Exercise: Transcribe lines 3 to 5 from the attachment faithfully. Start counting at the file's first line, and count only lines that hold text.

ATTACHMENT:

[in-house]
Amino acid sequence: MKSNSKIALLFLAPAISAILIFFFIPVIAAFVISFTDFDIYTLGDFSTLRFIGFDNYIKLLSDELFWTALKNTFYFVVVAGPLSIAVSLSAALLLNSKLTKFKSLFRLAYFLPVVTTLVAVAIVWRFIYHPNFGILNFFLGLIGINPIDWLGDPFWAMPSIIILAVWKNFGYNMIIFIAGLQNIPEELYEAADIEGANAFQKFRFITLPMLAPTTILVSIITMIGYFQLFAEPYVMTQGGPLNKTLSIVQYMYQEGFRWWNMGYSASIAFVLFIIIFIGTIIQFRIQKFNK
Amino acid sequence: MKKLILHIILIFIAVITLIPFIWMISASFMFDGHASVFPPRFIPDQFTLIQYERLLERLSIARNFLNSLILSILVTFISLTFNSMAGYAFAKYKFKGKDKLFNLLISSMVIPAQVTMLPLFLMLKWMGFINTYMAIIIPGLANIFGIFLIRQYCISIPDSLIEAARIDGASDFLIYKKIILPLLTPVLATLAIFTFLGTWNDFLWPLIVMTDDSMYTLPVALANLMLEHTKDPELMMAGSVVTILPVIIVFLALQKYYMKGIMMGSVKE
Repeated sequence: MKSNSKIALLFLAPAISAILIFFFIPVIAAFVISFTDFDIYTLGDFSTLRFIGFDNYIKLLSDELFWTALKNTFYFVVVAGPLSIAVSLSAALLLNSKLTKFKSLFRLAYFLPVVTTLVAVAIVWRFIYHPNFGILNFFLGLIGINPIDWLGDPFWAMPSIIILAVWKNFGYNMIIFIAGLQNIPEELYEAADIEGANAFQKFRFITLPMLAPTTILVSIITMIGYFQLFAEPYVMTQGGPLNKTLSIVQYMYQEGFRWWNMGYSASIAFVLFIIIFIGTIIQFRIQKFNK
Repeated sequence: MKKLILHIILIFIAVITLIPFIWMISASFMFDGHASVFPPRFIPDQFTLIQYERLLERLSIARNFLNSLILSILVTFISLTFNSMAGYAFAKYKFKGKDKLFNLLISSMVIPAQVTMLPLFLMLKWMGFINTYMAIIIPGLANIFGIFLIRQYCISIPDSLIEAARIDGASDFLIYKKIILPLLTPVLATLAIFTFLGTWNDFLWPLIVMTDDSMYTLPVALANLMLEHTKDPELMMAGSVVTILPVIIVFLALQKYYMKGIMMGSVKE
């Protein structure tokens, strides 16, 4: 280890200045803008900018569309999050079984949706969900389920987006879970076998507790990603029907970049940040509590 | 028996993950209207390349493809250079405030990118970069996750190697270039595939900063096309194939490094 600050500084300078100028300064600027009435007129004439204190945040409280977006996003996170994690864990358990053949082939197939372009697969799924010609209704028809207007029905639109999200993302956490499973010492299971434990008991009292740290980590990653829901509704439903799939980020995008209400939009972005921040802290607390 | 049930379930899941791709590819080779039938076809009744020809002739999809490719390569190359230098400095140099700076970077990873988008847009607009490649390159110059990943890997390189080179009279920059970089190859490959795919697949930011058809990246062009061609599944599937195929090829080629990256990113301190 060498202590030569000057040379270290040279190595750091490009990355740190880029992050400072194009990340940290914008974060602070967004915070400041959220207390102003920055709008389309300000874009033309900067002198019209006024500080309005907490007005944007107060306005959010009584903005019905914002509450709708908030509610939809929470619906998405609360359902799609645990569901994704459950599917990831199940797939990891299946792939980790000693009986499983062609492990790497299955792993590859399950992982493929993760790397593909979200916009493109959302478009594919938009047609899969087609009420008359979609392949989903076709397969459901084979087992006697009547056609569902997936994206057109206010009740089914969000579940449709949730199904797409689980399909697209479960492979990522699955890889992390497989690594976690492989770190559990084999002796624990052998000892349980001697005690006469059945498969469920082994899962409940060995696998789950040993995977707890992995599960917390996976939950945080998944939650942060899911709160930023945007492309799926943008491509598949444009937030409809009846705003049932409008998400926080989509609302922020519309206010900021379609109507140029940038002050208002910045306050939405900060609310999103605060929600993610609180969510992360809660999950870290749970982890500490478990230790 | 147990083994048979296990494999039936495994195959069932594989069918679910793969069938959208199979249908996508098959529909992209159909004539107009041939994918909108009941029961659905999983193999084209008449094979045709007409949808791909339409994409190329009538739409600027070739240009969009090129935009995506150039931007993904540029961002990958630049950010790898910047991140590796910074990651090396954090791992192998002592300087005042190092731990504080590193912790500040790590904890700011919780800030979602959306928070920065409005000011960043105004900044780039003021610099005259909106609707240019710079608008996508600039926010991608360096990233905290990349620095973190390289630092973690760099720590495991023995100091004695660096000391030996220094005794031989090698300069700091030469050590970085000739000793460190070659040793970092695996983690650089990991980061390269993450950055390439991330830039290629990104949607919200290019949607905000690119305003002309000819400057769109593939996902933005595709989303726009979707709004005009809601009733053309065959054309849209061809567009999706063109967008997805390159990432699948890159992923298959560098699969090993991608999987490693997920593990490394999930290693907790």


Amino acid sequence: MKKLILHIILIFIAVITLIPFIWMISASFMFDGHASVFPPRFIPDQFTLIQYERLLERLSIARNFLNSLILSILVTFISLTFNSMAGYAFAKYKFKGKDKLFNLLISSMVIPAQVTMLPLFLMLKWMGFINTYMAIIIPGLANIFGIFLIRQYCISIPDSLIEAARIDGASDFLIYKKIILPLLTPVLATLAIFTFLGTWNDFLWPLIVMTDDSMYTLPVALANLMLEHTKDPELMMAGSVVTILPVIIVFLALQKYYMKGIMMGSVKE
Repeated sequence: MKSNSKIALLFLAPAISAILIFFFIPVIAAFVISFTDFDIYTLGDFSTLRFIGFDNYIKLLSDELFWTALKNTFYFVVVAGPLSIAVSLSAALLLNSKLTKFKSLFRLAYFLPVVTTLVAVAIVWRFIYHPNFGILNFFLGLIGINPIDWLGDPFWAMPSIIILAVWKNFGYNMIIFIAGLQNIPEELYEAADIEGANAFQKFRFITLPMLAPTTILVSIITMIGYFQLFAEPYVMTQGGPLNKTLSIVQYMYQEGFRWWNMGYSASIAFVLFIIIFIGTIIQFRIQKFNK
Repeated sequence: MKKLILHIILIFIAVITLIPFIWMISASFMFDGHASVFPPRFIPDQFTLIQYERLLERLSIARNFLNSLILSILVTFISLTFNSMAGYAFAKYKFKGKDKLFNLLISSMVIPAQVTMLPLFLMLKWMGFINTYMAIIIPGLANIFGIFLIRQYCISIPDSLIEAARIDGASDFLIYKKIILPLLTPVLATLAIFTFLGTWNDFLWPLIVMTDDSMYTLPVALANLMLEHTKDPELMMAGSVVTILPVIIVFLALQKYYMKGIMMGSVKE